Peafowl Care Tips

Here I have gathered some information and tips for raising your own peafowl. These come from my own personal routines and experiences as well as from things I have heard or read. If you do choose to raise peafowl, please do not go only on what I have posted here, but also consult other sources to make sure you have the best and most complete information available.


Peafowl can be raised effectively both in fenced areas as well as roaming free. This choice will most likely depend on your circumstances, and each has its own advantages and disadvantages.
      Leaving your peafowl the ability to freerange can provide you with many enjoyable hours of watching them roam and interact with their surroundings. However, this is not always a good option. If you have many roads near where you plan to set the birds free, it's always a possibility that one may be hit. (I've also heard tell that peafowl like to stand in front of or on top of cars, which may cause you problems with some of your neighbors.) Another thing to consider is what other animals are around. Natural predators such as wolves, coyotes, foxes, and even hawks and large owls can prey on peafowl. You should also beware of dogs, even if they are your own pets and have never caused any problems. I know, from very unfortunate personal experience, dogs can and will go after peafowl, so this should be considered before letting peafowl roam free. When introducing new peafowl to an area, after they are first purchased, it is advisable to keep them in pens for at least a few weeks so they can get used to the area and know where to be fed. Even so, some birds may wander off and not return.
      Keeping peafowl in pens is a safer option in most cases. A large, tall pen should be constructed. Think of the male during mating season, those feathers get quite large and take up a lot of room! Make sure that the birds have plenty of room to move around, how would you like to be cooped up in a small space? The cage should be rather tall, and at least one roost should be provided. Peafowl like to sleep in trees in the wild, so they will want to sleep in the air in the pen. There should also be a covered shelter to protect them from bad weather and give them a little privacy. Peafowl can fly, so the whole pen should have netting or some sort of cover on top of it so they can't fly out.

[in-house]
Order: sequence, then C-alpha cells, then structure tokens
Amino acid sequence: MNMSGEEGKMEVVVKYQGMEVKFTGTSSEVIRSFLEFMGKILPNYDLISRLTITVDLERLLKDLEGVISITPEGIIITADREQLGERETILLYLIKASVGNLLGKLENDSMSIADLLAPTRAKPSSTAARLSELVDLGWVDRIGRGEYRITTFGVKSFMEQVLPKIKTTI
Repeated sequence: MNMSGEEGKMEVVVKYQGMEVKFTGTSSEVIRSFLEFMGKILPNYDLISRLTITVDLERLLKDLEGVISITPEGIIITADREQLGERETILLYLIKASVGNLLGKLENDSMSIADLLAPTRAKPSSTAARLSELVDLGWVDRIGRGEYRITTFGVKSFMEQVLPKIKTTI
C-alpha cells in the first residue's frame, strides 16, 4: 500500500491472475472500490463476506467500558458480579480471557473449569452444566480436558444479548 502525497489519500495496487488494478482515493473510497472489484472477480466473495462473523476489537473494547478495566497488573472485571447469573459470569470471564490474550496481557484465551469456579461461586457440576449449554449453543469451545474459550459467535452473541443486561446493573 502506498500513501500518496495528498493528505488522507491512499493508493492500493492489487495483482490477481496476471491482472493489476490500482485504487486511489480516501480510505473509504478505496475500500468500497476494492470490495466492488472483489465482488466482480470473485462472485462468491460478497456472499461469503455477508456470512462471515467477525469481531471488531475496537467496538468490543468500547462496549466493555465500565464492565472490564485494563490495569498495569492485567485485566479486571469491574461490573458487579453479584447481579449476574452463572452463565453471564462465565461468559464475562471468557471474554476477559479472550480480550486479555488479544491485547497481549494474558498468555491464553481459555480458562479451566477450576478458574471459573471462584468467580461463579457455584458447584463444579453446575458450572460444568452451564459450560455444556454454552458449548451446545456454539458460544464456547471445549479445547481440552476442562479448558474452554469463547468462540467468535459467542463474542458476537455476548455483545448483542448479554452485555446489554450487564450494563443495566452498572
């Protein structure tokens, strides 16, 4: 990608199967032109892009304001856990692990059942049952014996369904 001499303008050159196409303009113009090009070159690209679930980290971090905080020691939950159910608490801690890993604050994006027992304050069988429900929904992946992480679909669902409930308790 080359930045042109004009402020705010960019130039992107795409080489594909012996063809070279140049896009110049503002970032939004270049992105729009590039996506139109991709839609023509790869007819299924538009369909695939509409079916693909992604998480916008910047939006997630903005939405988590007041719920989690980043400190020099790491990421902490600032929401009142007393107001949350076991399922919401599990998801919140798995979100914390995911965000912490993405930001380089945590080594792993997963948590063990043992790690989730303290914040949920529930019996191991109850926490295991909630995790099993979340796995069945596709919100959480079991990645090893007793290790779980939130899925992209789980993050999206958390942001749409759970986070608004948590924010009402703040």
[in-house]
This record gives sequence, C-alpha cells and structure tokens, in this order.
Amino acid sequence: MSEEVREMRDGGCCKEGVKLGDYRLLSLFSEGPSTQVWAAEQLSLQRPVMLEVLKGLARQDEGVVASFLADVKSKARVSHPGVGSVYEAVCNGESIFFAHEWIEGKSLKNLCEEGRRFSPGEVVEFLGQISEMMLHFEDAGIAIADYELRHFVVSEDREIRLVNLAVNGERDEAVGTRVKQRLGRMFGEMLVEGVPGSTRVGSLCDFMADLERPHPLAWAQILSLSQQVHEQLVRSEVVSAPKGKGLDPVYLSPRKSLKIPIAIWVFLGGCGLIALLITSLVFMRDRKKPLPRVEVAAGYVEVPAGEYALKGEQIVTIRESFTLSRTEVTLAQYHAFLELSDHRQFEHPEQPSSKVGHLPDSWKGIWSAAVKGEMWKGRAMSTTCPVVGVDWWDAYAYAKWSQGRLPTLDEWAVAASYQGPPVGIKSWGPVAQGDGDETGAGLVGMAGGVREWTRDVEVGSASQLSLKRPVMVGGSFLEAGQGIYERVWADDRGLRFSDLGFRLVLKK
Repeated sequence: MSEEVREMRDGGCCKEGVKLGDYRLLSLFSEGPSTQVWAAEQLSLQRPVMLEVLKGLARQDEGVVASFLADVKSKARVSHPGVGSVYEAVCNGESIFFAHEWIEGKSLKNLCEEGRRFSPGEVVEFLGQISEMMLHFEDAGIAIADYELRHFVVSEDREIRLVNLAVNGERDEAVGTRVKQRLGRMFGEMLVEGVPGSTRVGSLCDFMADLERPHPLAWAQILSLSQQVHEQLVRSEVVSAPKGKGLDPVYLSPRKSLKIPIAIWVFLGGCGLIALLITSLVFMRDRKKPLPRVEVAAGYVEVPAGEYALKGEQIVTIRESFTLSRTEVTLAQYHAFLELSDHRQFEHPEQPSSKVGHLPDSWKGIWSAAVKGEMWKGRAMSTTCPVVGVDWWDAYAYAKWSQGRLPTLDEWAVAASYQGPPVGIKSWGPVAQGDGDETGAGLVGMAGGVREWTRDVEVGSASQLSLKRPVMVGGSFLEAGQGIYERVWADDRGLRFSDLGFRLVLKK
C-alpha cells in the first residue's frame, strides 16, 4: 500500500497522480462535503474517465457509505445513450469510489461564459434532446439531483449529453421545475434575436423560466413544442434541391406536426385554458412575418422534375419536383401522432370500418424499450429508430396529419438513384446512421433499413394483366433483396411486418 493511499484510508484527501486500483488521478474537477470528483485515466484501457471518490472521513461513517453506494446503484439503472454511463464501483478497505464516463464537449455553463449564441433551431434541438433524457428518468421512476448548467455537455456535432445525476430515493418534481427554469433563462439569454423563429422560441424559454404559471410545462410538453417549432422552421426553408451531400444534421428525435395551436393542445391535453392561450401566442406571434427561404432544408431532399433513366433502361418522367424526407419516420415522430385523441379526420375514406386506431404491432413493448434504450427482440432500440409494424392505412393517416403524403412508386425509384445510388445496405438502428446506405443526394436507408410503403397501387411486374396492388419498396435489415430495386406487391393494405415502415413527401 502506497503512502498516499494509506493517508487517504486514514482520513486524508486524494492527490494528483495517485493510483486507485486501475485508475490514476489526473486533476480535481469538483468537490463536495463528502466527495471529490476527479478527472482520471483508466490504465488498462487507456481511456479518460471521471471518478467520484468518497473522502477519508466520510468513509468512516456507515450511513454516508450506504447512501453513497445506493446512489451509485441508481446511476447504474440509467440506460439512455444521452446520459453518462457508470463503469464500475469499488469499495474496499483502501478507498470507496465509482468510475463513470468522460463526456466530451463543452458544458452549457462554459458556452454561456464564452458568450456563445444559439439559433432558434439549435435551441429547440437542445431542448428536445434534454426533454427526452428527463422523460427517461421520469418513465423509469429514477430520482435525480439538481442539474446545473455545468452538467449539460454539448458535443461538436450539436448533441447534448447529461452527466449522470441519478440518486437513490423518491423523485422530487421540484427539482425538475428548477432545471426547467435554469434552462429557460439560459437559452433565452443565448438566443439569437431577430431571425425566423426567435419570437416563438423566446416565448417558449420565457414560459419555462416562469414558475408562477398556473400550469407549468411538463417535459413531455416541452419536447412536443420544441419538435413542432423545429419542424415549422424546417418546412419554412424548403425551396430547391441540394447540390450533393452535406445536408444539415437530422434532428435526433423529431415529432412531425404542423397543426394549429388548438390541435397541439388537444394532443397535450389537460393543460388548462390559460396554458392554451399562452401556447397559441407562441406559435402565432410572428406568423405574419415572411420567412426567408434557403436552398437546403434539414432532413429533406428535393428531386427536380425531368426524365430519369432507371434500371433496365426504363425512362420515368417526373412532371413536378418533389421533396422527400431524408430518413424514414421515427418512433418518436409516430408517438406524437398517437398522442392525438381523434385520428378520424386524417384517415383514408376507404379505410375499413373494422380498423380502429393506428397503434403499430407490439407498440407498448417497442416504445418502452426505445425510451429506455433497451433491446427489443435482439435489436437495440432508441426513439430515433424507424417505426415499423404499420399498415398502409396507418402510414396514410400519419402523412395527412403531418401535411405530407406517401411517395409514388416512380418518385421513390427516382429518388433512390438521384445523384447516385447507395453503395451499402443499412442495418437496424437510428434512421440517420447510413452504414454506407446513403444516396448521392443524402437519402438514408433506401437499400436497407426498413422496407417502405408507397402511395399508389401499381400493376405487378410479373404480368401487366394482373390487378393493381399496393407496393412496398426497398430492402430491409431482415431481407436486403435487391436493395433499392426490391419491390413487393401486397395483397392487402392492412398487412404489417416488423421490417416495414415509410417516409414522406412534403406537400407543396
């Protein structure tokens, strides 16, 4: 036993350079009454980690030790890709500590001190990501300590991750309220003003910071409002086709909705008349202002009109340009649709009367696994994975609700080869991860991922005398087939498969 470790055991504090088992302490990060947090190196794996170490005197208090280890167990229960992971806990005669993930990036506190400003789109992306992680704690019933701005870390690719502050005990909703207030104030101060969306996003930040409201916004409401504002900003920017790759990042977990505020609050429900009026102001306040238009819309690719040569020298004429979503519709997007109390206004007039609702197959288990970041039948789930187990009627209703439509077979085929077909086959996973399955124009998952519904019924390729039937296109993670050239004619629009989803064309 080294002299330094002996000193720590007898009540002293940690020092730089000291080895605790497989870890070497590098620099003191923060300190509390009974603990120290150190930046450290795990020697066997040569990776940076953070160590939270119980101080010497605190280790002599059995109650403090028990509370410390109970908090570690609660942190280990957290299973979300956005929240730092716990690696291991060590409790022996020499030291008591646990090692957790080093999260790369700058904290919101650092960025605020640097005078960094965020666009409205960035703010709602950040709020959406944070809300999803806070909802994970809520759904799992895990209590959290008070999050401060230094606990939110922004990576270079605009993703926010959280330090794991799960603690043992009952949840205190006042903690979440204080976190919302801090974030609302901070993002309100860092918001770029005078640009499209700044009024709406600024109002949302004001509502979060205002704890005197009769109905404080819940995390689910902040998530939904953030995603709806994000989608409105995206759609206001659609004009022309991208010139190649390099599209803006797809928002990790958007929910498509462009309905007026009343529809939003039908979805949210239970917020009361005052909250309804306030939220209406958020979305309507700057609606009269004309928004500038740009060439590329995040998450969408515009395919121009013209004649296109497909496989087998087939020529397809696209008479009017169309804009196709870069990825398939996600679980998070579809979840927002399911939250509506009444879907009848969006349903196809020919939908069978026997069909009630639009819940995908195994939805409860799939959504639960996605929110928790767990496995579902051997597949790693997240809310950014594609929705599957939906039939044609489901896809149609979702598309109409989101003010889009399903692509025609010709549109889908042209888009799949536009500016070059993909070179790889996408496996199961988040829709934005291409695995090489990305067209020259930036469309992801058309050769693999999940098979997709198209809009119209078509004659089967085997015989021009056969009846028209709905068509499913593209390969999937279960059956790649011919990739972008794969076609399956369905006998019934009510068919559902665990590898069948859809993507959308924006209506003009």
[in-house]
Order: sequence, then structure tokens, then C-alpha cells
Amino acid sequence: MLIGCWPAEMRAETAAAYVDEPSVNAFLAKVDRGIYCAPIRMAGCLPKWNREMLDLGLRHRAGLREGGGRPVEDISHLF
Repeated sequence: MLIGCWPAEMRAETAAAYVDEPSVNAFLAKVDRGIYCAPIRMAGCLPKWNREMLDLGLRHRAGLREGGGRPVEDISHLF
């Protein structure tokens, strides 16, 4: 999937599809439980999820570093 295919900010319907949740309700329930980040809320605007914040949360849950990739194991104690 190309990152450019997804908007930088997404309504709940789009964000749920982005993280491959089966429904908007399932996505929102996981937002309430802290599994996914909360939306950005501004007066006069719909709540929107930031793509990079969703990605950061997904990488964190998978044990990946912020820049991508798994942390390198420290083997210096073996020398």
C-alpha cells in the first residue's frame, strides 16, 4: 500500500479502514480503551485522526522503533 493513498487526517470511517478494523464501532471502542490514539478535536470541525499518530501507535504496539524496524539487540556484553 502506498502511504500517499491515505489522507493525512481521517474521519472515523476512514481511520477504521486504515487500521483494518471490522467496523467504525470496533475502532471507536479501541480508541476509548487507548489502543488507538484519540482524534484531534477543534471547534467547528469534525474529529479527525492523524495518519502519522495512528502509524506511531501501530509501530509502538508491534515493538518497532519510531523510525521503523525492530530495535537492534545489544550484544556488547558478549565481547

Wild peafowl have an omnivorous diet, and peafowl that are allowed to roam will scavenge for many things on their own. They should, however, be supplied with food at all times. Different types of bird pellets and grains are some of the options, but check around locally to see what is available. I provide my birds with a mixture of game bird feed and cracked corn, which they seem to enjoy. Peafowl also need at least 20% protein to be healthy and reproduce well. (This number is debatable. I have seen some peafowl enthusiasts suggest as high as 32% protein, while some get by with lower. Twenty percent seems to be a safely agreed upon middle ground.) Dry cat food is a great source of it, but dry dog food also works, however it has less protein. During the summer, free ranging fowl and ones that have large pens with lots of vegetation can get most of their necessary protein from insects and other bugs that they eat. However, in winter, some type of protein supplement is especially necessary. Peafowl will also eat a number of other treats and table scraps, you can experiment in small amounts to see what your birds like. My peafowl like occasional treats of sweet corn, apples, and lettuce. If peafowl are on raised pens, you should provide them with vegetation as well as grain. My peafowl are especially partial to clover and dandelion leaves. Clean water should also be provided at all times, and special medication can be added to it to prevent different diseases.

More tips coming soon. If you have a tip you would like me to add, please email me at

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This page last modified on Thursday, June 6th, 2002
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